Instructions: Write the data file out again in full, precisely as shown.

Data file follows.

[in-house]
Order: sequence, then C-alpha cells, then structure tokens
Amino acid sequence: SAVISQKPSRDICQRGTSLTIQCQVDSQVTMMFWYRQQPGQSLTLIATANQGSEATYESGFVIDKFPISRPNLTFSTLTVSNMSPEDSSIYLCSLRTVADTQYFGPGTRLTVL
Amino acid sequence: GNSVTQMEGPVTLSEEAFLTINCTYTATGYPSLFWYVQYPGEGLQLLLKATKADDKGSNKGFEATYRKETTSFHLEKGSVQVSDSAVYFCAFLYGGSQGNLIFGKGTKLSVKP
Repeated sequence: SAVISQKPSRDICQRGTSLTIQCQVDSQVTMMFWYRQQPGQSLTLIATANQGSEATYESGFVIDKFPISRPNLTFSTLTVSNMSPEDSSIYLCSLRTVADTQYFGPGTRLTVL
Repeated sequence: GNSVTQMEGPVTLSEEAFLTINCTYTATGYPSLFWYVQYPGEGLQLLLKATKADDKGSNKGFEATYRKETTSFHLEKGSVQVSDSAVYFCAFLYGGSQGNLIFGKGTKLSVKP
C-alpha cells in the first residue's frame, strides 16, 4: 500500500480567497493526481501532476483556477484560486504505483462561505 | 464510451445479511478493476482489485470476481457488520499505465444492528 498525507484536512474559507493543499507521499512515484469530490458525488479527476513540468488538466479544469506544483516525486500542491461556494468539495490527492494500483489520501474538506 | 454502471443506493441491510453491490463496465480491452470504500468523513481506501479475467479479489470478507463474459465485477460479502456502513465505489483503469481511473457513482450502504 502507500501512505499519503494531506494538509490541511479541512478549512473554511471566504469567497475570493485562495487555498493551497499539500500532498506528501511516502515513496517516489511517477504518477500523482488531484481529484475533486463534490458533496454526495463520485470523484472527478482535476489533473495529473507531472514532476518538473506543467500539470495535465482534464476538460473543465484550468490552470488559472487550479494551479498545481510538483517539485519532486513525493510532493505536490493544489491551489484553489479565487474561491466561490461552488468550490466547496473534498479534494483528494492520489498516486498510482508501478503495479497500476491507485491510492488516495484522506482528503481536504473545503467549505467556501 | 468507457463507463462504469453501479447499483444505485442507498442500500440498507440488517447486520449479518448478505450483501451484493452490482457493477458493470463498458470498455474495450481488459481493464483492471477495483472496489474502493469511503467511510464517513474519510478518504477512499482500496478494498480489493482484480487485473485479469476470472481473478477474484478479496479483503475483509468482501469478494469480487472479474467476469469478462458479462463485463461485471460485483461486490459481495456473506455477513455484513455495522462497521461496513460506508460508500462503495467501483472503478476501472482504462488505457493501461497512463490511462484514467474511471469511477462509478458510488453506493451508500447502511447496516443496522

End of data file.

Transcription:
[in-house]
Order: sequence, then C-alpha cells, then structure tokens
Amino acid sequence: SAVISQKPSRDICQRGTSLTIQCQVDSQVTMMFWYRQQPGQSLTLIATANQGSEATYESGFVIDKFPISRPNLTFSTLTVSNMSPEDSSIYLCSLRTVADTQYFGPGTRLTVL
Amino acid sequence: GNSVTQMEGPVTLSEEAFLTINCTYTATGYPSLFWYVQYPGEGLQLLLKATKADDKGSNKGFEATYRKETTSFHLEKGSVQVSDSAVYFCAFLYGGSQGNLIFGKGTKLSVKP
Repeated sequence: SAVISQKPSRDICQRGTSLTIQCQVDSQVTMMFWYRQQPGQSLTLIATANQGSEATYESGFVIDKFPISRPNLTFSTLTVSNMSPEDSSIYLCSLRTVADTQYFGPGTRLTVL
Repeated sequence: GNSVTQMEGPVTLSEEAFLTINCTYTATGYPSLFWYVQYPGEGLQLLLKATKADDKGSNKGFEATYRKETTSFHLEKGSVQVSDSAVYFCAFLYGGSQGNLIFGKGTKLSVKP
C-alpha cells in the first residue's frame, strides 16, 4: 500500500480567497493526481501532476483556477484560486504505483462561505 | 464510451445479511478493476482489485470476481457488520499505465444492528 498525507484536512474559507493543499507521499512515484469530490458525488479527476513540468488538466479544469506544483516525486500542491461556494468539495490527492494500483489520501474538506 | 454502471443506493441491510453491490463496465480491452470504500468523513481506501479475467479479489470478507463474459465485477460479502456502513465505489483503469481511473457513482450502504 502507500501512505499519503494531506494538509490541511479541512478549512473554511471566504469567497475570493485562495487555498493551497499539500500532498506528501511516502515513496517516489511517477504518477500523482488531484481529484475533486463534490458533496454526495463520485470523484472527478482535476489533473495529473507531472514532476518538473506543467500539470495535465482534464476538460473543465484550468490552470488559472487550479494551479498545481510538483517539485519532486513525493510532493505536490493544489491551489484553489479565487474561491466561490461552488468550490466547496473534498479534494483528494492520489498516486498510482508501478503495479497500476491507485491510492488516495484522506482528503481536504473545503467549505467556501 | 468507457463507463462504469453501479447499483444505485442507498442500500440498507440488517447486520449479518448478505450483501451484493452490482457493477458493470463498458470498455474495450481488459481493464483492471477495483472496489474502493469511503467511510464517513474519510478518504477512499482500496478494498480489493482484480487485473485479469476470472481473478477474484478479496479483503475483509468482501469478494469480487472479474467476469469478462458479462463485463461485471460485483461486490459481495456473506455477513455484513455495522462497521461496513460506508460508500462503495467501483472503478476501472482504462488505457493501461497512463490511462484514467474511471469511477462509478458510488453506493451508500447502511447496516443496522